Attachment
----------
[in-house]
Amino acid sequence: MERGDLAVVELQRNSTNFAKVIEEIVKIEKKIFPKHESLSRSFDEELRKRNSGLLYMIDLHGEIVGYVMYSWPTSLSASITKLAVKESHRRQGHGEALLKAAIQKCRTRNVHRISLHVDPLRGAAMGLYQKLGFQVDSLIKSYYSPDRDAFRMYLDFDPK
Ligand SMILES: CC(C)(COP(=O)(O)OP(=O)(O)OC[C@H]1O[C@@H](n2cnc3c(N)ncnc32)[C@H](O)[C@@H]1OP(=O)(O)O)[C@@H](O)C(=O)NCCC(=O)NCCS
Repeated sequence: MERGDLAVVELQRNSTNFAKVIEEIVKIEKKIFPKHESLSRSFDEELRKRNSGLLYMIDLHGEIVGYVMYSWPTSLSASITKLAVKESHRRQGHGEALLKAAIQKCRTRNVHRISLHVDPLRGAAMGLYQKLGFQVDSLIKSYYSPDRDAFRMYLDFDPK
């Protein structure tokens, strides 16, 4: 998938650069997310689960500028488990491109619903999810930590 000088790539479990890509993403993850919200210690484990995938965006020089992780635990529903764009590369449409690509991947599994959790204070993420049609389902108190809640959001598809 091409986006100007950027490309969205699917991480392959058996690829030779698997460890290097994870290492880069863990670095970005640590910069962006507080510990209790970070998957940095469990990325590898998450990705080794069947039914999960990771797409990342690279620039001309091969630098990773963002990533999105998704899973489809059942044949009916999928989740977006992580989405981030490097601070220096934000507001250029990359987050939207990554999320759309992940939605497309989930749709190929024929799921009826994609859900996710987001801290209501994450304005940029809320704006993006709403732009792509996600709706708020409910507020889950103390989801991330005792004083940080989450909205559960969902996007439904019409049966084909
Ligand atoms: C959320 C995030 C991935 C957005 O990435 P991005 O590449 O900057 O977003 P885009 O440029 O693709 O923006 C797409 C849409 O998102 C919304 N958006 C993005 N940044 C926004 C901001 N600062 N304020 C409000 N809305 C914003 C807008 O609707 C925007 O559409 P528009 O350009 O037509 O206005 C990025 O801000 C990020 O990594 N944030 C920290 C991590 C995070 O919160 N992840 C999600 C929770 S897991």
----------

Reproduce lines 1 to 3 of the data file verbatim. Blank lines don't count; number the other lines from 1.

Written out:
[in-house]
Amino acid sequence: MERGDLAVVELQRNSTNFAKVIEEIVKIEKKIFPKHESLSRSFDEELRKRNSGLLYMIDLHGEIVGYVMYSWPTSLSASITKLAVKESHRRQGHGEALLKAAIQKCRTRNVHRISLHVDPLRGAAMGLYQKLGFQVDSLIKSYYSPDRDAFRMYLDFDPK
Ligand SMILES: CC(C)(COP(=O)(O)OP(=O)(O)OC[C@H]1O[C@@H](n2cnc3c(N)ncnc32)[C@H](O)[C@@H]1OP(=O)(O)O)[C@@H](O)C(=O)NCCC(=O)NCCS